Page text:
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Title: How Do Microphysical Processes Influence Large-Scale Precipitation Variability and Extremes?

Convection permitting simulations using the Model for Prediction Across Scales-Atmosphere (MPAS-A) are used to examine how microphysical processes affect large-scale precipitation variability and extremes. An episode of the Madden-Julian Oscillation is simulated using MPAS-A with a refined region at 4-km grid spacing over the Indian Ocean. It is shown that cloud microphysical processes regulate the precipitable water (PW) statistics. Because of the non-linear relationship between precipitation and PW, PW exceeding a certain critical value (PWcr) contributes disproportionately to precipitation variability. However, the frequency of PW exceeding PWcr decreases rapidly with PW, so changes in microphysical processes that shift the column PW statistics relative to PWcr even slightly have large impacts on precipitation variability. Furthermore, precipitation variance and extreme precipitation frequency are approximately linearly related to the difference between the mean and critical PW values. Thus observed precipitation statistics could be used to directly constrain model microphysical parameters as this study demonstrates using radar observations from DYNAMO field campaign.
Authors:
ORCiD logo [1] ; ORCiD logo [1] ; ORCiD logo [2] ; ORCiD logo [1] ; ORCiD logo [1]
  1. Pacific Northwest National Lab. (PNNL), Richland, WA (United States)
  2. Univ. of Science and Technology of China, Hefei (China). School of Earth and Space Sciences
Publication Date:
Grant/Contract Number:
AGS-1442095; AC05-76RL01830
Type:
Accepted Manuscript
Journal Name:
Geophysical Research Letters
Additional Journal Information:
Journal Volume: 45; Journal Issue: 3; Journal ID: ISSN 0094-8276
Publisher:
American Geophysical Union
Research Org:
Pacific Northwest National Lab. (PNNL), Richland, WA (United States)
Sponsoring Org:
USDOE Office of Science (SC), Biological and Environmental Research (BER) (SC-23); National Science Foundation (NSF)
Country of Publication:
United States
Language:
English
Subject:
58 GEOSCIENCES
OSTI Identifier:
1422784

Hagos, Samson, Ruby Leung, L., Zhao, Chun, Feng, Zhe, and Sakaguchi, Koichi. How Do Microphysical Processes Influence Large-Scale Precipitation Variability and Extremes?. United States: N. p., Web. doi:10.1002/2017GL076375.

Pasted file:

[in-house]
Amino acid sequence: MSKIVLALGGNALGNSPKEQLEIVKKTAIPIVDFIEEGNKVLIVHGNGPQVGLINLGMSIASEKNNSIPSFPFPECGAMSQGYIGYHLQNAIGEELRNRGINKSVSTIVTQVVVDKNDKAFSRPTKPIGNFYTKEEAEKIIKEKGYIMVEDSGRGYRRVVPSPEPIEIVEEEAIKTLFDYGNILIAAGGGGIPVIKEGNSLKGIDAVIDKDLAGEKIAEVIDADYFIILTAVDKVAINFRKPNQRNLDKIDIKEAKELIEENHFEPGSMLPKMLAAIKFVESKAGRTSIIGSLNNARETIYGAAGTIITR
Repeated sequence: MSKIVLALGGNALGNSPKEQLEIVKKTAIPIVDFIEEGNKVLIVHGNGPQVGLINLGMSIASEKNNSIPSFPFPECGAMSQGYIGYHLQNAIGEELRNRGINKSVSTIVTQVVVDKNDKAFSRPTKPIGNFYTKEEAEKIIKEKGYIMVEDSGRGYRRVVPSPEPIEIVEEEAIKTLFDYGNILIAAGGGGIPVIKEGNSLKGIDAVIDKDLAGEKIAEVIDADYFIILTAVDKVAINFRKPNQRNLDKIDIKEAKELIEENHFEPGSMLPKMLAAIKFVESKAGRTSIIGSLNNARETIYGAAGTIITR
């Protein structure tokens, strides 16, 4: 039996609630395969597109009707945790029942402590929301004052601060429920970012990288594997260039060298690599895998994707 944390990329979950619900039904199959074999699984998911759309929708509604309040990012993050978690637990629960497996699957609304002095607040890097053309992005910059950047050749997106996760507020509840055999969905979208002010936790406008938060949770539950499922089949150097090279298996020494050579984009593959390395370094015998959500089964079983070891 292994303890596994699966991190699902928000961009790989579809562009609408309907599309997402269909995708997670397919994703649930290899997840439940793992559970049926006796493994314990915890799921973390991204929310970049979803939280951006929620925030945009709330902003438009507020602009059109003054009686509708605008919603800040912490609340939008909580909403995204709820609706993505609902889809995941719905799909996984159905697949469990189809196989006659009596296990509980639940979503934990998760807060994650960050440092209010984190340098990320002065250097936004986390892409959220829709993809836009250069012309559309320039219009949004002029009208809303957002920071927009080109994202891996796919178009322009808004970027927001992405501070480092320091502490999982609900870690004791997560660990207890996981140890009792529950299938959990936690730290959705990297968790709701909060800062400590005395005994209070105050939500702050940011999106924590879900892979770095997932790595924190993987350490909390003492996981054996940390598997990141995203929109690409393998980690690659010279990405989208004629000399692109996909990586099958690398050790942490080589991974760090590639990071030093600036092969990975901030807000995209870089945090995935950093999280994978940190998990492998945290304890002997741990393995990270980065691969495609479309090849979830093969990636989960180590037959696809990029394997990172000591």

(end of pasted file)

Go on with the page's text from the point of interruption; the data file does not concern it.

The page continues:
Hagos, Samson, Ruby Leung, L., Zhao, Chun, Feng, Zhe, & Sakaguchi, Koichi. How Do Microphysical Processes Influence Large-Scale Precipitation Variability and Extremes?. United States. doi:10.1002/2017GL076375.
Hagos, Samson, Ruby Leung, L., Zhao, Chun, Feng, Zhe, and Sakaguchi, Koichi. 2018. "How Do Microphysical Processes Influence Large-Scale Precipitation Variability and Extremes?". United States. doi:10.1002/2017GL076375. https://www.osti.gov/servlets/purl/1422784.
@article{osti_1422784,
title = {How Do Microphysical Processes Influence Large-Scale Precipitation Variability and Extremes?},
author = {Hagos, Samson and Ruby Leung, L. and Zhao, Chun and Feng, Zhe and Sakaguchi, Koichi},
abstractNote = {Convection permitting simulations using the Model for Prediction Across Scales-Atmosphere (MPAS-A) are used to examine how microphysical processes affect large-scale precipitation variability and extremes. An episode of the Madden-Julian Oscillation is simulated using MPAS-A with a refined region at 4-km grid spacing over the Indian Ocean. It is shown that cloud microphysical processes regulate the precipitable water (PW) statistics. Because of the non-linear relationship between precipitation and PW, PW exceeding a certain critical value (PWcr) contributes disproportionately to precipitation variability. However, the frequency of PW exceeding PWcr decreases rapidly with PW, so changes in microphysical processes that shift the column PW statistics relative to PWcr even slightly have large impacts on precipitation variability. Furthermore, precipitation variance and extreme precipitation frequency are approximately linearly related to the difference between the mean and critical PW values. Thus observed precipitation statistics could be used to directly constrain model microphysical parameters as this study demonstrates using radar observations from DYNAMO field campaign.},
doi = {10.1002/2017GL076375},
journal = {Geophysical Research Letters},
number = 3,
volume = 45,
place = {United States},
year = {2018},
month = {2}
}